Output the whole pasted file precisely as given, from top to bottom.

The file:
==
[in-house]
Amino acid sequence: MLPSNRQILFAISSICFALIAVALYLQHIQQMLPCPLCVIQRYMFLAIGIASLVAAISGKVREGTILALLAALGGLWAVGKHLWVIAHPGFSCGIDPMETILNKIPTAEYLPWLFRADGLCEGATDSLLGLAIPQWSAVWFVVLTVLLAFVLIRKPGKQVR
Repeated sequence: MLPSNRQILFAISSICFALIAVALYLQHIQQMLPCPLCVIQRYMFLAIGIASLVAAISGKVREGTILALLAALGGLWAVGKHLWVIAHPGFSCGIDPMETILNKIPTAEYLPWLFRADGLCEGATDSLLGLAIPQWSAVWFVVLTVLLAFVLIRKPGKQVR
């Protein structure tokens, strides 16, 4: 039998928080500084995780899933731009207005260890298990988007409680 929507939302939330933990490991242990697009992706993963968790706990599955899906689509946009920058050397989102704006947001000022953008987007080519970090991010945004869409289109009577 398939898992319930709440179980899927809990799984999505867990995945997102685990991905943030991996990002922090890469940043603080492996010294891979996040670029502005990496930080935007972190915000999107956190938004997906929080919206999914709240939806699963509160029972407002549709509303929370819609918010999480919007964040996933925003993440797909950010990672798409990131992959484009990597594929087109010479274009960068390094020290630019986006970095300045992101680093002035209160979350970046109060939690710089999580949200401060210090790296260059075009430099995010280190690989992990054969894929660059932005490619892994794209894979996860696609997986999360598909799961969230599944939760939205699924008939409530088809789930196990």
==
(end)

[in-house]
Amino acid sequence: MLPSNRQILFAISSICFALIAVALYLQHIQQMLPCPLCVIQRYMFLAIGIASLVAAISGKVREGTILALLAALGGLWAVGKHLWVIAHPGFSCGIDPMETILNKIPTAEYLPWLFRADGLCEGATDSLLGLAIPQWSAVWFVVLTVLLAFVLIRKPGKQVR
Repeated sequence: MLPSNRQILFAISSICFALIAVALYLQHIQQMLPCPLCVIQRYMFLAIGIASLVAAISGKVREGTILALLAALGGLWAVGKHLWVIAHPGFSCGIDPMETILNKIPTAEYLPWLFRADGLCEGATDSLLGLAIPQWSAVWFVVLTVLLAFVLIRKPGKQVR
């Protein structure tokens, strides 16, 4: 039998928080500084995780899933731009207005260890298990988007409680 929507939302939330933990490991242990697009992706993963968790706990599955899906689509946009920058050397989102704006947001000022953008987007080519970090991010945004869409289109009577 398939898992319930709440179980899927809990799984999505867990995945997102685990991905943030991996990002922090890469940043603080492996010294891979996040670029502005990496930080935007972190915000999107956190938004997906929080919206999914709240939806699963509160029972407002549709509303929370819609918010999480919007964040996933925003993440797909950010990672798409990131992959484009990597594929087109010479274009960068390094020290630019986006970095300045992101680093002035209160979350970046109060939690710089999580949200401060210090790296260059075009430099995010280190690989992990054969894929660059932005490619892994794209894979996860696609997986999360598909799961969230599944939760939205699924008939409530088809789930196990």